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Vox Sentences: It’s Gorsuch!

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Hirings at SCOTUS and firings at DOJ.

The Supreme Court reality show, season 1, episode 1

US Supreme Court Mark Wilson/Getty
  • In a live-streamed address Tuesday night, President Donald Trump announced he's nominating Judge Neil Gorsuch, of the 10th Circuit Court of Appeals, to the seat on the Supreme Court vacated by Justice Antonin Scalia. [Vox / Dylan Matthews]
  • True to his reality show roots, Trump made a big deal out of the announcement — and rumors swirled that he was actually bringing both Gorsuch and fellow finalist Thomas Hardiman to DC, to up the element of surprise. (Hardiman didn't make it, in more ways than one.) [Peter Alexander via Twitter]
  • But Gorsuch is a surprisingly conventional pick — just what you might expect of a Republican president. He's young (49 years old), he's an appellate court judge nominated by George W. Bush, and he has a similar judicial ideology to Scalia.
  • [National Review / Ramesh Ponnuru]
  • Where Gorsuch distinguishes himself from other judges isn't really in his ideology or his judicial philosophy (he's a textualist), but in his intellectualism — he's written a whole, carefully reasoned book on assisted suicide (something he might well have to rule on if appointed to the Court). [Vox / Dylan Matthews]
  • Even before Trump announced Gorsuch as his nominee, at least one Senate Democrat promised to give him the Merrick Garland treatment. Sen. Jeff Merkley (D-OR) said he would filibuster anyone Trump picks — meaning Trump’s nominee would need 60 votes (and the help of Democrats) to pass the Senate. [Politico / Burgess Everett]
  • In response, Sen. Ted Cruz said the “nuclear option” is not off the table if Democrats mount a filibuster, by eliminating the filibuster (and its attendant 60-vote threshold) on high court nominees. [Los Angeles Times / Lisa Mascaro]
  • Whether or not a protest happens within the walls of Congress, a demonstration outside the Supreme Court building was being organized for Tuesday night even before the announcement.

As things fall apart, Yates is forced out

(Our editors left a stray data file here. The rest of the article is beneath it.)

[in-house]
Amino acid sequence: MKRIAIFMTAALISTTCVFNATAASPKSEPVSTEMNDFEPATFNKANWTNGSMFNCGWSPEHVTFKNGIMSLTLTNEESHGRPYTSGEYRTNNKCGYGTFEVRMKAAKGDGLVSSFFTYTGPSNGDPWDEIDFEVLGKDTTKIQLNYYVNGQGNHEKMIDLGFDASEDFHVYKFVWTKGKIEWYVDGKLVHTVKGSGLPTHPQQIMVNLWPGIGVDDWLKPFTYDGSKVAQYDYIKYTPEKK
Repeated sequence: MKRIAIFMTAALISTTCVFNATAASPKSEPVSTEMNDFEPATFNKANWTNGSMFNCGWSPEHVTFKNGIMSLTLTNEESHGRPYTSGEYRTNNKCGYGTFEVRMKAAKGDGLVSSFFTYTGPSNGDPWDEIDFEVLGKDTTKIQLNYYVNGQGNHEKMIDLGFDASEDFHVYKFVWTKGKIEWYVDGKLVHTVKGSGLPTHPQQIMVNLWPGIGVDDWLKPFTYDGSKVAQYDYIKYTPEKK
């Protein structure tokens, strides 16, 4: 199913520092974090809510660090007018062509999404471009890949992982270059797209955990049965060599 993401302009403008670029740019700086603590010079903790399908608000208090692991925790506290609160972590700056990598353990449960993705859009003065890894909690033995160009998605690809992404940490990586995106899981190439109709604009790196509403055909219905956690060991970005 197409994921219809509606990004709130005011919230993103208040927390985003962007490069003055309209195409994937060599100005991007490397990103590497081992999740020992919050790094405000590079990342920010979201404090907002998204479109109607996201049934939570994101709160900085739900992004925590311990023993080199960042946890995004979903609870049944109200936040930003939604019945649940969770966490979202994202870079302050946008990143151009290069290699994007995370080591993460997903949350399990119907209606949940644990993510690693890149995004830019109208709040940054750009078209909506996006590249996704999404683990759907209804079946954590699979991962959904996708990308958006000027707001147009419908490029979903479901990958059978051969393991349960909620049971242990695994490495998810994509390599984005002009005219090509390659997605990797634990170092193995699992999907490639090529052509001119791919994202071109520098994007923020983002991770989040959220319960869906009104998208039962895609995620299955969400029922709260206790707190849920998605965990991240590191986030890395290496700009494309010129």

Acting Attorney General Sally Yates was fired after refusing to defend Trump's executive order Monday night.
Acting Attorney General Sally Yates was fired after refusing to defend Trump's executive order Monday night.
  • Donald Trump fired acting Attorney General Sally Q. Yates on Monday night after she announced that the Justice Department's lawyers would not defend the president's controversial executive order on immigration and refugees. [The New York Times / Michael Shear, Mark Landler, Matt Apuzzo, and Eric Lichtblau]
  • Yates, a holdover from Obama's DOJ, said she was defying Trump's orders based on the conviction that they were both questionably legal and at odds with the DOJ's mission to "seek justice." It was a remarkable declaration that reflected the hasty process by which the executive orders were jammed through without the customary legal vetting for major White House decisions. [Vox / Andrew Prokop]
  • The Trump administration reacted swiftly to dispatch with Yates, with White House adviser Stephen Miller arguing Yates's move was "a further demonstration of how politicized our legal system has become," and that it was a "misguided political protest." [MSNBC / Greta Van Susteren]
  • Liberals rushed to accuse the Trump administration of violating the Justice Department's mandate to impartially enforce the law. Some liberals, including Minority Leader Chuck Schumer, even compared the firing to Richard Nixon's famous "Saturday Night Massacre" in 1973 — in which Nixon abolished the special prosecutor's office for much more explicitly political reasons. [The Washington Post / Derek Hawkins]
  • Yates's replacement is Dana Boente, a US attorney for the Eastern District of Virginia. Within hours of his appointment, Boente rescinded Yates's order — and told the Justice Department staff to defend Trump's decision. [CNN / Evan Perez and Jeremy Diamond]
  • Boente and company will have plenty of opportunities. Three states — New York, Massachusetts, and Virginia — filed suit against the executive order Tuesday, joining a long list of pending litigation. [Reuters / Scott Malone and Dan Levine]
  • Meanwhile, around 900 US State Department officials signed an internal "dissent" memo critical of the ban. [The Telegraph (UK) / Nick Allen, James Rothwell, and Barney Henderson]